Top email programs, including Apple Mail on iOS and macOS, Microsoft Outlook and Microsoft Mail for Windows 10, can be fooled by a simple trick that "spoofs" the sender's email address, putting users of those programs at risk from cybercriminals, scammers and identity thieves.
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Lots of people try to spoof emails; just have a look at any of the poorly written messages in your spam folder that claim to be from Microsoft. However, you can usually tell where a suspicious message really comes from by inspecting the sender's details. Spoofing an email convincingly takes more effort.
Thanks to a new vulnerability known as Mailsploit, not only could a cybercriminal fool many email clients effortlessly, but a particularly malicious email address could even run malware right from the "sender" line of an email message. Sabri Haddouche, a security researcher with Swiss secure-messaging company Wire, discovered the exploit and put details of it up on a dedicated website. (The site's got a demo by which you can send yourself a test email and see how the exploit works.)
Before you panic, though, be aware that your email client might not be susceptible to Mailsploit — and even if it displays spoofed addresses, it may not be able to run malicious code. Haddouche has compiled a Google spreadsheet listing of affected clients; check to see if yours is one of them. (Microsoft Outlook for iOS and Android is not mentioned — it may be among the redacted listings — but we found that at least the Android variant is affected.)
How to protect yourself varies, depending on the extent to which your client may be compromised. If you look at the spreadsheet and find yourself with "NOs" across the board, you're fine; keep using your email program normally.
The most common situation is that your client is affected by address spoofing, but not by cross-site-scripting (XSS) or code injection. If this is the case, you can simply exercise a great deal of caution if you get a suspicious email from a familiar address, especially if it contains an attachment or hyperlink. You can also check your mail on an unaffected client.
For example, Microsoft Outlook on Windows and macOS is affected, but Microsoft Outlook's web interface is not. Simply by checking your email through a web browser, you'll see a long string of gibberish in the "sender" field rather than a regular email address.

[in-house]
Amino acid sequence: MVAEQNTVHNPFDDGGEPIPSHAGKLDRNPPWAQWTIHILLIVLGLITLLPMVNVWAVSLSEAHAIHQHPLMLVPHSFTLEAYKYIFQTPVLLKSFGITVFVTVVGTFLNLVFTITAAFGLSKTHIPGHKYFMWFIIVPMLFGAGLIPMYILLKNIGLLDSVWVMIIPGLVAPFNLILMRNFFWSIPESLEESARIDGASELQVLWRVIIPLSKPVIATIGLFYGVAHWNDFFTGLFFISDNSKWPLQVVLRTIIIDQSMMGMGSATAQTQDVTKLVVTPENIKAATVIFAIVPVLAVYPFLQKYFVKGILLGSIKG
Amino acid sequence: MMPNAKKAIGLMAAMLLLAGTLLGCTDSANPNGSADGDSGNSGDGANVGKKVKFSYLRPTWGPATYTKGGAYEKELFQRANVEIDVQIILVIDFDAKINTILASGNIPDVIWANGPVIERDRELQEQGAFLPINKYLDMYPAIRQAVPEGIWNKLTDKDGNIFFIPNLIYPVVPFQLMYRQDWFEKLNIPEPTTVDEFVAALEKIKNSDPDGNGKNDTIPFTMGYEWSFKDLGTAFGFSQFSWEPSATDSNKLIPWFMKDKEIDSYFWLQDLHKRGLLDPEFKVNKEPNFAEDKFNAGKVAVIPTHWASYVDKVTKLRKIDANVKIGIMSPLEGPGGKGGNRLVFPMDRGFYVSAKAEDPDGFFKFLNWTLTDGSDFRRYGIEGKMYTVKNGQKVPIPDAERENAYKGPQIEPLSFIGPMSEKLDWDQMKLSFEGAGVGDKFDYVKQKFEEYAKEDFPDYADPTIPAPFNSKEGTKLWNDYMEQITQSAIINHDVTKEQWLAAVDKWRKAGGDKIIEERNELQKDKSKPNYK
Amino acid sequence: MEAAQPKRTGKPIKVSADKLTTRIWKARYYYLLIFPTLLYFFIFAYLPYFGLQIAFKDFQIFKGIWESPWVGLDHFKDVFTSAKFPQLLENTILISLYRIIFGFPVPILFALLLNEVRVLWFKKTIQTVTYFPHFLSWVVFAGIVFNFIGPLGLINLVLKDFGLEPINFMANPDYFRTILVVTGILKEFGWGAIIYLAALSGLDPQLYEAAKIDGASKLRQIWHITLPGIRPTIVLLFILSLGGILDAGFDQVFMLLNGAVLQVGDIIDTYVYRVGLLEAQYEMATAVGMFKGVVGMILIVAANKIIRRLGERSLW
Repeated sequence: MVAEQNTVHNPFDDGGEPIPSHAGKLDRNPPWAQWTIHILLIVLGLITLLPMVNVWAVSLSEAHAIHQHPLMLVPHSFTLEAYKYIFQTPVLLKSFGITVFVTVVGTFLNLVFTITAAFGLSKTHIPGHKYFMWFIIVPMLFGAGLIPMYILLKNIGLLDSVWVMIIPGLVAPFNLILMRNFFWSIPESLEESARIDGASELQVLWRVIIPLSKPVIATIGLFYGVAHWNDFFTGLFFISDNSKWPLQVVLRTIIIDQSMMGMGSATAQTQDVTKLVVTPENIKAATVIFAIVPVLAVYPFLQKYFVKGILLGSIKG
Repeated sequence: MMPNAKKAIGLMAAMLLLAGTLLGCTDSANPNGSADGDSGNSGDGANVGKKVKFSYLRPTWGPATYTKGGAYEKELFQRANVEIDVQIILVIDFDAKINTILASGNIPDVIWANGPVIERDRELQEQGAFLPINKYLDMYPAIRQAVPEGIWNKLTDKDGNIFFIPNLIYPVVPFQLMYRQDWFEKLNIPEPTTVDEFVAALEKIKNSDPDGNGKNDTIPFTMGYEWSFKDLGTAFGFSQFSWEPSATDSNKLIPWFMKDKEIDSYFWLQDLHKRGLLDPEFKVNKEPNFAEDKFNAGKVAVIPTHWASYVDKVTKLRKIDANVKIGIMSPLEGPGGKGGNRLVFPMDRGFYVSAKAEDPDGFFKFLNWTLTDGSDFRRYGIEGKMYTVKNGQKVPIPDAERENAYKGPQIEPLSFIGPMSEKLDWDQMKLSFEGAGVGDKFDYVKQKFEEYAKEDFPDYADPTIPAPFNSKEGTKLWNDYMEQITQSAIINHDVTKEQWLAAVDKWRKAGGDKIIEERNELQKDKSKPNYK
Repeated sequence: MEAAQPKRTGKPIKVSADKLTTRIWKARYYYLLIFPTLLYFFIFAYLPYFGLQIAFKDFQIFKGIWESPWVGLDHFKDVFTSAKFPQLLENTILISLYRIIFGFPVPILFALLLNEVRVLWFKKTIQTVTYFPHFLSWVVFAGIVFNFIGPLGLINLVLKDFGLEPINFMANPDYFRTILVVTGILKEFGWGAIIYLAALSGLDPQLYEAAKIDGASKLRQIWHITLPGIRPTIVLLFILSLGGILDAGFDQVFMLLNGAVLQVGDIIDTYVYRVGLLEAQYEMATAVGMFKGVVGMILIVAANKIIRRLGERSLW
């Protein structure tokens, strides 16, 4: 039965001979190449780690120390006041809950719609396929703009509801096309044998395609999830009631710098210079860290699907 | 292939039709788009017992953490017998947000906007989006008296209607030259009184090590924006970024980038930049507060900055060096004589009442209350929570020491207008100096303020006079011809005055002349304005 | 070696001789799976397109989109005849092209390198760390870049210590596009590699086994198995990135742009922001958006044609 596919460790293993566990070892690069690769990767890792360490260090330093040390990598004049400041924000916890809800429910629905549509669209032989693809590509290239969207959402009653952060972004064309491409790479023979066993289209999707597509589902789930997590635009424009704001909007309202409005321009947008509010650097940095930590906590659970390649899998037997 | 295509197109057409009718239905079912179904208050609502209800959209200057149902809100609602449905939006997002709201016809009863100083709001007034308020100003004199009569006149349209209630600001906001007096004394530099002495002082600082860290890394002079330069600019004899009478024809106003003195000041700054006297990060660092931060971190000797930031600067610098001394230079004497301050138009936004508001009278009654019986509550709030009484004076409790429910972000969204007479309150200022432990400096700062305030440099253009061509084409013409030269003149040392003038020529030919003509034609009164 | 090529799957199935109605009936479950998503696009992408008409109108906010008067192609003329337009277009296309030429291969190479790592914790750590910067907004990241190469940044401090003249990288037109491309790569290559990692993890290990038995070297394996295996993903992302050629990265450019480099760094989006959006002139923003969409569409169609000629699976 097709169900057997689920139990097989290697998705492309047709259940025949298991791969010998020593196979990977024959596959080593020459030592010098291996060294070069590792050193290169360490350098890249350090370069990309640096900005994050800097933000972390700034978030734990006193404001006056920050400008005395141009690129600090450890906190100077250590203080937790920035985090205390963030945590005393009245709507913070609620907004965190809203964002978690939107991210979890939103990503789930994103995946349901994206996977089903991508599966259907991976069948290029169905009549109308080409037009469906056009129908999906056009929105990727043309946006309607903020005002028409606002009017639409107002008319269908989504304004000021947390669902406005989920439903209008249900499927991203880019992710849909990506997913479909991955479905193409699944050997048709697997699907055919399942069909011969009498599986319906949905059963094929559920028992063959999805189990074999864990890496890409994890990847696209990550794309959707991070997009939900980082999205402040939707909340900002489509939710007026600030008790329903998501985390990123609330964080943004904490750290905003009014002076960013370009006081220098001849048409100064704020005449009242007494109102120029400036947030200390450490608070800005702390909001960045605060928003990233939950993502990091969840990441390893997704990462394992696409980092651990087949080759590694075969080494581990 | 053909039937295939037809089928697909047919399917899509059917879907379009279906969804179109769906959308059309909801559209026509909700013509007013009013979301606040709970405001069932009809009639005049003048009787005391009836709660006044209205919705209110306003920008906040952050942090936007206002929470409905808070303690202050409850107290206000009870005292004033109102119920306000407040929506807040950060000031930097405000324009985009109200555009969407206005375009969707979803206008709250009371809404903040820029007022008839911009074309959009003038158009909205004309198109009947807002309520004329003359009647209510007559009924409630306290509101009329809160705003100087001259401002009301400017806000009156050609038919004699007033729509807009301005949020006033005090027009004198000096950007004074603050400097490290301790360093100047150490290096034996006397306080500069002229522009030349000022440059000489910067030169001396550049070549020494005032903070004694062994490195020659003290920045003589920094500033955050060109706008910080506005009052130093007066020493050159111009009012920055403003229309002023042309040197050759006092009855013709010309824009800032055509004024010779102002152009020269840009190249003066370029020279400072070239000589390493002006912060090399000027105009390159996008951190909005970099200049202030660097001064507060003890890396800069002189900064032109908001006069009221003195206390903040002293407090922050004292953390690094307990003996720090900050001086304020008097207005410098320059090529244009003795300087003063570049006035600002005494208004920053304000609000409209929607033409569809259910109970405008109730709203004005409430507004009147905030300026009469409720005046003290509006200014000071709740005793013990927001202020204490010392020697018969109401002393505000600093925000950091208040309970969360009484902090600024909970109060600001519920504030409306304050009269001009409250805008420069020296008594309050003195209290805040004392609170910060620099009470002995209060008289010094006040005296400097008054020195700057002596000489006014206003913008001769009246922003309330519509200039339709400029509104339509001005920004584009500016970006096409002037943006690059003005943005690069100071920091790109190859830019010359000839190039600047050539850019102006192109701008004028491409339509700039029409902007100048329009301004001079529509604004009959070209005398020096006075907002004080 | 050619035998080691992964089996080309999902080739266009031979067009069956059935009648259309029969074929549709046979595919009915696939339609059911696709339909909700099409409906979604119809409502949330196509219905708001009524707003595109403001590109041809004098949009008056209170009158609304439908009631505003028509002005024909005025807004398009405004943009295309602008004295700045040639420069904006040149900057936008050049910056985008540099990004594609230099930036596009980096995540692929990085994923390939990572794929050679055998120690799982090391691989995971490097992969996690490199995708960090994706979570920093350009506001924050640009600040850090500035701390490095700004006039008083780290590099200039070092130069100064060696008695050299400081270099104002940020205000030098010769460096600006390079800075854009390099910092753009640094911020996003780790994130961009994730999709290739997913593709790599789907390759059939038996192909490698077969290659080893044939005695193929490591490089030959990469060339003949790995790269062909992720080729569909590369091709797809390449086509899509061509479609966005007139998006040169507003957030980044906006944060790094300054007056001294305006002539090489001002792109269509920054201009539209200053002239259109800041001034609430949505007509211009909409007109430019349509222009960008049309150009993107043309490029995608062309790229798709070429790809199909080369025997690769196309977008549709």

However, if your client is vulnerable to XSS/code injection, that could present a legitimately dangerous situation. If you receive your email through one of these affected clients or web services, which include Mailfence, Spark and Newton, you should start reading your email using another client as soon as possible.
Gmail, which has a perfectly safe client, can receive email forwarded from a wide variety of sources, making it a solid choice if you can spend a few minutes to set up mail forwarding.
Here's how Mailsploit works: Email addresses and subject lines can contain only standard ASCII characters (standard American English letters, numbers, symbols and so forth). Way back in 1992, the Internet Engineering Task Force realized that users might create email addresses and subject lines using non-American English characters and approved a method for those nonstandard characters to be converted into ASCII.
The problem is that not every email client properly implements those character conversions. Some accidentally trip up or behave strangely when they encounter certain characters, and Mailsploit exploits those loopholes.
By carefully crafting nonstandard character strings, a savvy cybercriminal might force the email client to display a harmless email address such as "firstname.lastname@example.org" even though the real email address is "email@example.com\firstname.lastname@example.org". (The client stops reading the email address when it hits "\0".) Haddouche created a video showing the process on an iPhone X.
Security programs set to catch email spoofing might not catch that. An unsuspecting user might think he or she had received an email from the President — or, more realistically, from a friend or family member — and would be more likely to trust links embedded in the email.
Because you can use nonstandard characters to inject code, you could even force an email client to load a compromised website and install malware on a target machine. Simply opening an email from a trusted address would not set off alarm bells in most users' heads, making it an unusually effective vector of attack.
While most affected email clients are working on patches (and some, such as ProtonMail and Yahoo Mail, have already pushed out updates), not every company chooses to take responsibility. Mozilla (Thunderbird) and Opera (Opera Mail) both claimed that the issue exists on the server side, and therefore they are not responsible for providing patches. Granted, neither program is susceptible to remote code injection, but that's still putting a lot of the onus to stay safe on the user.